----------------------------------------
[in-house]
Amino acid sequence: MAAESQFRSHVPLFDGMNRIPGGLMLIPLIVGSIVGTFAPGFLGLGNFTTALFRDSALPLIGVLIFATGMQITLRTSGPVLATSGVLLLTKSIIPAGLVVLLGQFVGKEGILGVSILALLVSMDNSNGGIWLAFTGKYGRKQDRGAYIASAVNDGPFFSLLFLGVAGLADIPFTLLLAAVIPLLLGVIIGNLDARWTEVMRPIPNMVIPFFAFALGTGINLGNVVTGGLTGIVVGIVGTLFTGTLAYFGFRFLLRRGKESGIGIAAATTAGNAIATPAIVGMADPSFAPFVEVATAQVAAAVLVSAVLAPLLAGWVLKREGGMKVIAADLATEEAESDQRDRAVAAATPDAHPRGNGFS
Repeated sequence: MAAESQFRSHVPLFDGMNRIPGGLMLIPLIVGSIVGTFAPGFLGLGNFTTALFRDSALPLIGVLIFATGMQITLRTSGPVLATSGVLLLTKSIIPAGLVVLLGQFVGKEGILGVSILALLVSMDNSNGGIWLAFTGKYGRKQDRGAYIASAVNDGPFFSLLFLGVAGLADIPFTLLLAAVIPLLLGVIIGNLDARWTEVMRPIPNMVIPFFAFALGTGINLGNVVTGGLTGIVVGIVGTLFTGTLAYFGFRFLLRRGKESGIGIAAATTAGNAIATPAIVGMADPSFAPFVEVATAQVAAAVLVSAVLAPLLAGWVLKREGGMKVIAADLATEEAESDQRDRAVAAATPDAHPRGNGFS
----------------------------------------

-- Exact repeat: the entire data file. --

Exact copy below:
[in-house]
Amino acid sequence: MAAESQFRSHVPLFDGMNRIPGGLMLIPLIVGSIVGTFAPGFLGLGNFTTALFRDSALPLIGVLIFATGMQITLRTSGPVLATSGVLLLTKSIIPAGLVVLLGQFVGKEGILGVSILALLVSMDNSNGGIWLAFTGKYGRKQDRGAYIASAVNDGPFFSLLFLGVAGLADIPFTLLLAAVIPLLLGVIIGNLDARWTEVMRPIPNMVIPFFAFALGTGINLGNVVTGGLTGIVVGIVGTLFTGTLAYFGFRFLLRRGKESGIGIAAATTAGNAIATPAIVGMADPSFAPFVEVATAQVAAAVLVSAVLAPLLAGWVLKREGGMKVIAADLATEEAESDQRDRAVAAATPDAHPRGNGFS
Repeated sequence: MAAESQFRSHVPLFDGMNRIPGGLMLIPLIVGSIVGTFAPGFLGLGNFTTALFRDSALPLIGVLIFATGMQITLRTSGPVLATSGVLLLTKSIIPAGLVVLLGQFVGKEGILGVSILALLVSMDNSNGGIWLAFTGKYGRKQDRGAYIASAVNDGPFFSLLFLGVAGLADIPFTLLLAAVIPLLLGVIIGNLDARWTEVMRPIPNMVIPFFAFALGTGINLGNVVTGGLTGIVVGIVGTLFTGTLAYFGFRFLLRRGKESGIGIAAATTAGNAIATPAIVGMADPSFAPFVEVATAQVAAAVLVSAVLAPLLAGWVLKREGGMKVIAADLATEEAESDQRDRAVAAATPDAHPRGNGFS